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The Jobs Report by Metro-Area – How Did Your Region Do?

BLS-regional-metro-data-on-BLS-employment-reportThe national BLS “The Employment Situation report – September 2014” report showed an unexpected surge in employment, adding 248,000 new jobs to the economy – 100,000+ more jobs than the previous month. Economists are hopeful that this upswing will continue as we enter into the fourth quarter.

Looking to the BLS’ latest “Metropolitan Area Employment and Unemployment” report, both regional and state unemployment rates saw little change in the United States during the month of August. Last month, the national unemployment rate showed little change, dropping just .1 percentage points to 6.2 – 1.1 percentage points lower than August 2013. Overall unemployment changes have been positive, with forty-five states and the District of Columbia showing unemployment rate decreases over the past 12 months.
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The 5 Most-Wanted IT Skills for 2015

finger-touching-tablet-screenWhile IT professionals are consistently in high demand, staying at the top of their field sometimes feels like aiming at a moving target. The “best of the best” are perpetual learners who constantly hone their craft, while maintaining a deep understanding of the constants. So, what are the most in-demand IT skills for 2015? We’re glad you asked!

1. Mobile

The use of smartphones, tablets and even wearables continues to rise and companies need to deliver their services to the devices their consumers are using. From a technical standpoint, the mobile classification is an umbrella for a rather broad set of skills. Native iOS and Android development continue to grow, though some companies are having success with cross-platform tools such as Titanium, Phonegap and Xamarin. For many, the answer is having a website optimized for mobile platforms through concepts such as responsive design. Responsive websites and cross-platform tools allow companies to leverage their existing workforce as they embrace mobility.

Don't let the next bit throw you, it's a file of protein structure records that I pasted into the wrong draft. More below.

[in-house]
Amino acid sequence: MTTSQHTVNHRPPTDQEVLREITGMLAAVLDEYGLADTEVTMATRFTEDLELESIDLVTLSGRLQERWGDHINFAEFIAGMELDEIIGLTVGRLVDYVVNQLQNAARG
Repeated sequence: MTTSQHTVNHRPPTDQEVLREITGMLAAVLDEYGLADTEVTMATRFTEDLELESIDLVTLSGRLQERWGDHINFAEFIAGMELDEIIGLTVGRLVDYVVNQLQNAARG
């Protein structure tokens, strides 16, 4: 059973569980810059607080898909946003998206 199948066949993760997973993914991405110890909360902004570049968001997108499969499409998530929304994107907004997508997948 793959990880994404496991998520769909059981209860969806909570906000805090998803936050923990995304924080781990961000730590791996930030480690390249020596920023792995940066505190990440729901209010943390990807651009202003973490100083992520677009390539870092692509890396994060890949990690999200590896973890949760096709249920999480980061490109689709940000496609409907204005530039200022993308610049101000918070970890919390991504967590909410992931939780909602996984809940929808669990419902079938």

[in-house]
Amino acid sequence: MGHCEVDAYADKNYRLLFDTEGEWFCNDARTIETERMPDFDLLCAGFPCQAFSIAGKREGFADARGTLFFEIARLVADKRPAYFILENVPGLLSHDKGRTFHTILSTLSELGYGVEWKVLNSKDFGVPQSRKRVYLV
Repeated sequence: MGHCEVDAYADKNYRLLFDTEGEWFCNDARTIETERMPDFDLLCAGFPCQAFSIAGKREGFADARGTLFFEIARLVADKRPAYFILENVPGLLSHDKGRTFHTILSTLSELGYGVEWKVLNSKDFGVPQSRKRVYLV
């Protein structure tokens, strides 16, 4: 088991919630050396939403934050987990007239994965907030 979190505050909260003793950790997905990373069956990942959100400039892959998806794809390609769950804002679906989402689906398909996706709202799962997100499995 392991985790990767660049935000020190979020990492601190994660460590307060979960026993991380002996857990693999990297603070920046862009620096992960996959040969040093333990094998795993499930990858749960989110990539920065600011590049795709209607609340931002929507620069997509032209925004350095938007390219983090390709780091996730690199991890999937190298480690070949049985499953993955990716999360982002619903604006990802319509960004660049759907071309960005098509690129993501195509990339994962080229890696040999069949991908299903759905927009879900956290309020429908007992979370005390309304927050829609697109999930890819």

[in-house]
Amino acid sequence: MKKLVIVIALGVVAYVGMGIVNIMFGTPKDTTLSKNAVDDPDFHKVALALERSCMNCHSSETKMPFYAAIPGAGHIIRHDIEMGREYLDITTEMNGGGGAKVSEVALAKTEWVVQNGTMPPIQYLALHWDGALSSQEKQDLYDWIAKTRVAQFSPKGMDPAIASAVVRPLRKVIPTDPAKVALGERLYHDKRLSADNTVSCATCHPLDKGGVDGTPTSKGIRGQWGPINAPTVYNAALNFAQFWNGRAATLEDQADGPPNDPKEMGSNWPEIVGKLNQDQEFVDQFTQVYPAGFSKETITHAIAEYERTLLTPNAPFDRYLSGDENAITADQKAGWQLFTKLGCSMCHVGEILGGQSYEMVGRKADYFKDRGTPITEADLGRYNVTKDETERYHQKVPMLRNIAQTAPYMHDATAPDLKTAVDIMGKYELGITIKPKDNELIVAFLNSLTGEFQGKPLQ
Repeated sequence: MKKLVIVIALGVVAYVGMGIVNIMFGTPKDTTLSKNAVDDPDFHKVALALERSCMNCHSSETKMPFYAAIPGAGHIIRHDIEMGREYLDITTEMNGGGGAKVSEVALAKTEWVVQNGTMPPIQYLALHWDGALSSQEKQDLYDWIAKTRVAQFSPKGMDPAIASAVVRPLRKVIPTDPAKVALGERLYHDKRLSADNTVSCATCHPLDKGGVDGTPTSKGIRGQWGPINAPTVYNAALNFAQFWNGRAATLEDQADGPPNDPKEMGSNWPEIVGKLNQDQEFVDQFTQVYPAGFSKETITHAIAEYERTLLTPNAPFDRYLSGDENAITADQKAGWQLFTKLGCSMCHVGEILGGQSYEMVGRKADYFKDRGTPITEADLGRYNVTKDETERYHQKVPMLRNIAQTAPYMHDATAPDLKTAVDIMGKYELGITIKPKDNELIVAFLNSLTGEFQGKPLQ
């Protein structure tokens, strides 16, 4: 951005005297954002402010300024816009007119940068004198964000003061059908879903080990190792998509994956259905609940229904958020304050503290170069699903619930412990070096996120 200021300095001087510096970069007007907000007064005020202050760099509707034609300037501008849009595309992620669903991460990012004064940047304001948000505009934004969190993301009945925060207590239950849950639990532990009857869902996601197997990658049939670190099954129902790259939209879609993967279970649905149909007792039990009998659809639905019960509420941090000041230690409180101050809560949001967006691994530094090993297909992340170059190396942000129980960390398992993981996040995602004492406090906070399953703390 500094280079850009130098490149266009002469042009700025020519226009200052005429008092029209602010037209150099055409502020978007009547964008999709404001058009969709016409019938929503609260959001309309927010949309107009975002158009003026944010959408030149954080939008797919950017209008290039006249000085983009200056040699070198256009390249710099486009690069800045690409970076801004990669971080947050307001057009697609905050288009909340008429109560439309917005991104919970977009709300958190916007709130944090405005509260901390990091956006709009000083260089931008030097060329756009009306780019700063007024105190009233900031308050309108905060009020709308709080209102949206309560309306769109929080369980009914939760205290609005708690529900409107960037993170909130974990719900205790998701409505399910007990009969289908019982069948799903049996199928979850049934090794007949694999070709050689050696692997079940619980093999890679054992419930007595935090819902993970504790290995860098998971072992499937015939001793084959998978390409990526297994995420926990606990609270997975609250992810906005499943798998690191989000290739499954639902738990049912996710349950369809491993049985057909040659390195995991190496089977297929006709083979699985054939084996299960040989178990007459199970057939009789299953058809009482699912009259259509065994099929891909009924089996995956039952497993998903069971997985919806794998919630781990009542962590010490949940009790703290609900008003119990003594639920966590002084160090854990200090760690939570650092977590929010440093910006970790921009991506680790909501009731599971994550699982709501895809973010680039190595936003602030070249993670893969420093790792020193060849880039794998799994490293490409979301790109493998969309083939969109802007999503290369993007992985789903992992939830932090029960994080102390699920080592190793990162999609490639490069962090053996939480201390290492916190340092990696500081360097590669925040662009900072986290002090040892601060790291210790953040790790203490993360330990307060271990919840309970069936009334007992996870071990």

In each of these platforms for mobile development, one item remains of utmost importance: user experience. Designing an application for mobile is all about meeting your user where they live, and making an application that is both easy to use and engaging.
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September’s Job Gains Back to 200,000+

Job-Market-TodaySource: BLS “The Employment Situation report – September 2014”

The job market is looking up! The U.S. Bureau of Labor Statistics released its September 2014 unemployment report this morning, showing an overall monthly gain of 248,000 jobs – considerably higher than last month’s reported gain of 142,000. The unemployment rate also saw an impressive decline of 0.2 percentage points, dropping from 6.1 percent to 5.9 percent, which is the lowest rate we’ve seen since September, 2008.

Revisions to prior months show that both July and August experienced more growth than was previously reported. The July payroll number was revised from +212,000 to +243,000 and the August number was revised from +142,000 to +180,000. That makes a combined 69,000 more jobs than initially reported.